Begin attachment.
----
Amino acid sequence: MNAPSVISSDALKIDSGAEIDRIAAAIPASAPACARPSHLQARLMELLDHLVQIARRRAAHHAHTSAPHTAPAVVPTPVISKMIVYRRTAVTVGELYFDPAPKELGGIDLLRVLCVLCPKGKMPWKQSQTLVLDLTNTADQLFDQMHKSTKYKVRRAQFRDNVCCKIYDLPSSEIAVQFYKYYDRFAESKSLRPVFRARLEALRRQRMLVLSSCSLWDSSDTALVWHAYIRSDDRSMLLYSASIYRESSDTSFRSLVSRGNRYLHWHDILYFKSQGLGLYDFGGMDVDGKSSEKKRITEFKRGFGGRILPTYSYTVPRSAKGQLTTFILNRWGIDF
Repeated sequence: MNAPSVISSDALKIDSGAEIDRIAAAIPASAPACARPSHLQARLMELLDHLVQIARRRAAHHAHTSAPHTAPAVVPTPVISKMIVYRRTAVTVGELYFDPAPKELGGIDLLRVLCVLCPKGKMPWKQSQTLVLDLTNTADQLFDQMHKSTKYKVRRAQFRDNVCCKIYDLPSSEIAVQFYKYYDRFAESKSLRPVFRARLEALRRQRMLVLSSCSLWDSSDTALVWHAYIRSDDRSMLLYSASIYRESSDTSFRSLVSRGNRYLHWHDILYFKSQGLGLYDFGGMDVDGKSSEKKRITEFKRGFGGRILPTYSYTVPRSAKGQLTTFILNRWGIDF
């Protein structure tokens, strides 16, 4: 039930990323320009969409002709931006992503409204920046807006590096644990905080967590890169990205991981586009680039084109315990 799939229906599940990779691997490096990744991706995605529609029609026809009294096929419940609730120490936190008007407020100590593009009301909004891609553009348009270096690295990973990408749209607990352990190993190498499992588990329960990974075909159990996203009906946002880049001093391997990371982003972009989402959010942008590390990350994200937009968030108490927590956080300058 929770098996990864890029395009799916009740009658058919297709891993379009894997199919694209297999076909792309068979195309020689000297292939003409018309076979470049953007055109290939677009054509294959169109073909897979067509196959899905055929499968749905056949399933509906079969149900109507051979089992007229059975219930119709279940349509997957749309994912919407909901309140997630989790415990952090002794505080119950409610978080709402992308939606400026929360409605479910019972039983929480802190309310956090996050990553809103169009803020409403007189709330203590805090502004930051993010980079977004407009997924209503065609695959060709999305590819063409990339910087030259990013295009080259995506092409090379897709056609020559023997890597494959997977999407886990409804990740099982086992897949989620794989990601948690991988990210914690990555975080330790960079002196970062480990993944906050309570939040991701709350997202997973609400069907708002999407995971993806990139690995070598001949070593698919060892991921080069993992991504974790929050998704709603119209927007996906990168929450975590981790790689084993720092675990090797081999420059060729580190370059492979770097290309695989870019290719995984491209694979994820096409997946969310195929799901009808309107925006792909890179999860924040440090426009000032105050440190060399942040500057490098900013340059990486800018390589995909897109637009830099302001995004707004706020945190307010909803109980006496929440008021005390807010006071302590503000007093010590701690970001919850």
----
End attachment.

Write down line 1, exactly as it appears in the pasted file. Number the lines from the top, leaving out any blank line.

Amino acid sequence: MNAPSVISSDALKIDSGAEIDRIAAAIPASAPACARPSHLQARLMELLDHLVQIARRRAAHHAHTSAPHTAPAVVPTPVISKMIVYRRTAVTVGELYFDPAPKELGGIDLLRVLCVLCPKGKMPWKQSQTLVLDLTNTADQLFDQMHKSTKYKVRRAQFRDNVCCKIYDLPSSEIAVQFYKYYDRFAESKSLRPVFRARLEALRRQRMLVLSSCSLWDSSDTALVWHAYIRSDDRSMLLYSASIYRESSDTSFRSLVSRGNRYLHWHDILYFKSQGLGLYDFGGMDVDGKSSEKKRITEFKRGFGGRILPTYSYTVPRSAKGQLTTFILNRWGIDF